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Maribyrnong Catchment

Bay and Catchments

Water quality index
Land Use




Water Quality Index

Very Good




Very Poor

Citizen Science Data

Citizen Science monitoring site

See the ‘Maribyrnong Catchment’ page for a detailed description of the catchment.

Report Card for July 2014 – June 2013

This Report Card provides an overview of water quality in the Maribyrnong catchment from 1 July 2013 to 30 June 2014. The quality of the water is given an overall score by combining the results of six standard water quality parameters: nutrients, water clarity (turbidity), dissolved oxygen, salinity (conductivity), pH (acidity/alkalinity) and metals.

Summary Table: The table below shows the percentage of the Maribyrnong catchment that falls into each scoring category. See scoring method for more information.

Area Score

Very Good
Near-natural high quality waterways


Meets Victorian water quality standards

Forested upper catchment


Some evidence of stress

Mostly in the mid-catchment of the Maribyrnong River


Under considerable stress

Medium density urban and suburban sites


Very Poor
Under severe stress

Densly populated urban and industrial sites and the lower Maribyrnong River

The routine monthly monitoring at 16 sites gives us information for about 79 per cent of the catchment. The remaining 21 per cent of unmonitored catchment is mostly rural and would typically score ‘Fair’ for this region.

What do the results mean?

The results show that water quality in the Maribyrnong catchment is generally ‘Fair’. We can see a clear pattern throughout the catchment, where the water quality scores reflect the impacts of various land uses.

Waterways in the forested areas of the upper catchment, such as Barringo Creek, see little impact from catchment disturbance and water quality there is ‘Very Good’. Similarly, two sites located a short distance downstream of undisturbed catchment (Riddells Creek and Jacksons Creek) scored ‘Good’. Waterways in other parts of the upper catchment that are in agricultural areas, such as Jacksons Creek and Deep Creek, scored ‘Fair’. In these areas, agricultural runoff is a major source of sediment and nutrient pollution in rural waterways, which lowers water quality.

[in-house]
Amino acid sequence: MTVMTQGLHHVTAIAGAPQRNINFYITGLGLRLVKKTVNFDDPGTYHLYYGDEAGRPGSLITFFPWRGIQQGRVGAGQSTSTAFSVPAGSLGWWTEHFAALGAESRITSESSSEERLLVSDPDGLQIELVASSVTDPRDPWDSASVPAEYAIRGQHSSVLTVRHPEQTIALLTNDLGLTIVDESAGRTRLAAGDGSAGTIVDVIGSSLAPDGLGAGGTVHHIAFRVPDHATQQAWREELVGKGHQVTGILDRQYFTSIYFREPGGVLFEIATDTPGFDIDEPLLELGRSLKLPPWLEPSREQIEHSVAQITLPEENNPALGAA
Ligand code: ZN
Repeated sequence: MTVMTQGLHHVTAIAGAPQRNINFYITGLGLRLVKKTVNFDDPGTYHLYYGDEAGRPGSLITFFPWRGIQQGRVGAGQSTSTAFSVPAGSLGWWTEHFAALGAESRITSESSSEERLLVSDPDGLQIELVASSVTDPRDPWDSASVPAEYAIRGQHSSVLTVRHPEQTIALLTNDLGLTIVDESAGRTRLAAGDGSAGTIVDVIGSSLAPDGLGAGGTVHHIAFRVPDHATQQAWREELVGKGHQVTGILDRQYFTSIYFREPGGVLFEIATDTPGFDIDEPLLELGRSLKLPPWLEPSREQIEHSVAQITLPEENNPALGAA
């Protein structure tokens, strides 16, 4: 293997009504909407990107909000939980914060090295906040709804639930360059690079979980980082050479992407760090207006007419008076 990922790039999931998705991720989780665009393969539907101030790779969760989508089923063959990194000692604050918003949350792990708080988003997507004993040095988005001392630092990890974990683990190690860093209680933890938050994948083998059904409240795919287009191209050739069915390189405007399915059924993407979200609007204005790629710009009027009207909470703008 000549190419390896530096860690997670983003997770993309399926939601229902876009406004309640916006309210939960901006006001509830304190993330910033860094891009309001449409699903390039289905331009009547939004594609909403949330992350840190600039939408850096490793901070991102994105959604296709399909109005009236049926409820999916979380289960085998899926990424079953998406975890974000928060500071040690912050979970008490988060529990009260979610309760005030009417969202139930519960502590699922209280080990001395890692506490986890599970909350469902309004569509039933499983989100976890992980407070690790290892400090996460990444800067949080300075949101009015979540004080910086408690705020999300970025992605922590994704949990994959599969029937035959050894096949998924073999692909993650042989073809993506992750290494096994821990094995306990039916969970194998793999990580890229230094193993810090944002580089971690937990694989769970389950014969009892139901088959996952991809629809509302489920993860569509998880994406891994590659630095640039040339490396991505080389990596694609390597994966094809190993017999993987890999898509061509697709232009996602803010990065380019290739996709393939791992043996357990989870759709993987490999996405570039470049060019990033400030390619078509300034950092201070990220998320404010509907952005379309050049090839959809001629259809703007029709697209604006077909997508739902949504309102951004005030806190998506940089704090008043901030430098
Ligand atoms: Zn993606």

Only 10 per cent of the land in the Maribyrnong catchment has been urbanised, which means that the water quality is generally better than in other more urbanised catchments. However, waterways in the catchment’s urban areas are experiencing the effects of pollution and stormwater associated with residential and industrial development. As such, we see that water quality in highly-urbanised regions of the catchment rated ‘Poor’ and ‘Very Poor’.

Smaller waterways flowing into the Maribyrnong River tended to show high levels of nutrients, low dissolved oxygen and low water clarity. This is primarily because they are small and the effects of pollution are more intense when there’s not much water to dilute it.

Bar chart showing WQI and indicator scores for Maribyrnong Catchment Bar chart showing WQI and indicator scores for Maribyrnong Catchment

maribyrnong-maribrynongwithcityscape.jpg Lower Maribyrnong River. Source: Melbourne Water

BrimbankparkrecreationalactivitiesParksVic.jpg Brimbank Park. Source: Parks Victoria

Changes over time

Looking at the scores for the Maribyrnong going back to 2000, we see a trend of improvement in water quality. Changes in water quality over time can often be attributed to both weather and human activities.

When the drought broke in 2010/11 we saw more sustained flows in the waterways throughout the catchment. This increase in flow appears to have had a positive impact on water quality, as shown by the increase in the water quality score moving from ‘Poor’ to ‘Fair’.

The trend of improvement over time may also be due to the relatively low level of urbanisation in the catchment along with improvements to irrigation and agricultural practices over the past decade.

Improvements in water quality also have positive flow-on effects to the plants and animals that rely on waterways. Improvements to water quality along with habitat development appear to have encouraged platypus breeding in Jacksons Creek, a tributary of the Maribyrnong River where platypus surveys indicate that juvenile platypus numbers are at their highest in at least five years.

Plot of WQI history for Maribyrnong Catchment Plot of WQI history for Maribyrnong Catchment

Compare to other Catchments

The following figures show a comparison of scores for each identified water quality indicator in the catchments and Port Phillip Bay.

Diagram of nutrient score history for catchments and bay

Diagram of oxygen score history for catchments and bay

Diagram of water clarity score history for catchments and bay

Diagram of salinity score history for catchments and bay

Diagram of score history for catchments and bay

Diagram of metals score history for catchments and bay

Program Partners

Department of Environment and Primary Industries Environmental Protection Agency Melbourne Water